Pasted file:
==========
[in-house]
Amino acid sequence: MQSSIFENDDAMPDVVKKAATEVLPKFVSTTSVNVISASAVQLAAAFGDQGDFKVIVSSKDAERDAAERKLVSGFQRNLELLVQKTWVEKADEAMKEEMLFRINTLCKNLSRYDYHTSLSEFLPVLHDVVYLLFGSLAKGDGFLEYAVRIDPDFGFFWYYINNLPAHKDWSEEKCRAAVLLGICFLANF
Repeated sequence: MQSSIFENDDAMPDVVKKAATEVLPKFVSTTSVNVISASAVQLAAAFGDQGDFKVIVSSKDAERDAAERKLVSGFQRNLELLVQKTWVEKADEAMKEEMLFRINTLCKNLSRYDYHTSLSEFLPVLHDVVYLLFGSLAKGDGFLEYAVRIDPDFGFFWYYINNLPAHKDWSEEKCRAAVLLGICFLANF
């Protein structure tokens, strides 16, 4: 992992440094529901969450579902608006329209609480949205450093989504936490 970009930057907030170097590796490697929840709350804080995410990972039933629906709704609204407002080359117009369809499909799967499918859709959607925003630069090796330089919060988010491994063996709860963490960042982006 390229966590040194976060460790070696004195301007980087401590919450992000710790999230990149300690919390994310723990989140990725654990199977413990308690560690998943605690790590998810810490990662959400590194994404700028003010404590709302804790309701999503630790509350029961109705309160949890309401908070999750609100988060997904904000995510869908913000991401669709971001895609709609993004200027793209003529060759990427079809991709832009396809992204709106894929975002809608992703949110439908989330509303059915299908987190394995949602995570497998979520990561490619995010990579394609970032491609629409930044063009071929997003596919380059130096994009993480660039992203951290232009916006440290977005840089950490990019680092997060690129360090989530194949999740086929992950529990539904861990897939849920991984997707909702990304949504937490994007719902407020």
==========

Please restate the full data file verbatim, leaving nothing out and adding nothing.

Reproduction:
[in-house]
Amino acid sequence: MQSSIFENDDAMPDVVKKAATEVLPKFVSTTSVNVISASAVQLAAAFGDQGDFKVIVSSKDAERDAAERKLVSGFQRNLELLVQKTWVEKADEAMKEEMLFRINTLCKNLSRYDYHTSLSEFLPVLHDVVYLLFGSLAKGDGFLEYAVRIDPDFGFFWYYINNLPAHKDWSEEKCRAAVLLGICFLANF
Repeated sequence: MQSSIFENDDAMPDVVKKAATEVLPKFVSTTSVNVISASAVQLAAAFGDQGDFKVIVSSKDAERDAAERKLVSGFQRNLELLVQKTWVEKADEAMKEEMLFRINTLCKNLSRYDYHTSLSEFLPVLHDVVYLLFGSLAKGDGFLEYAVRIDPDFGFFWYYINNLPAHKDWSEEKCRAAVLLGICFLANF
């Protein structure tokens, strides 16, 4: 992992440094529901969450579902608006329209609480949205450093989504936490 970009930057907030170097590796490697929840709350804080995410990972039933629906709704609204407002080359117009369809499909799967499918859709959607925003630069090796330089919060988010491994063996709860963490960042982006 390229966590040194976060460790070696004195301007980087401590919450992000710790999230990149300690919390994310723990989140990725654990199977413990308690560690998943605690790590998810810490990662959400590194994404700028003010404590709302804790309701999503630790509350029961109705309160949890309401908070999750609100988060997904904000995510869908913000991401669709971001895609709609993004200027793209003529060759990427079809991709832009396809992204709106894929975002809608992703949110439908989330509303059915299908987190394995949602995570497998979520990561490619995010990579394609970032491609629409930044063009071929997003596919380059130096994009993480660039992203951290232009916006440290977005840089950490990019680092997060690129360090989530194949999740086929992950529990539904861990897939849920991984997707909702990304949504937490994007719902407020």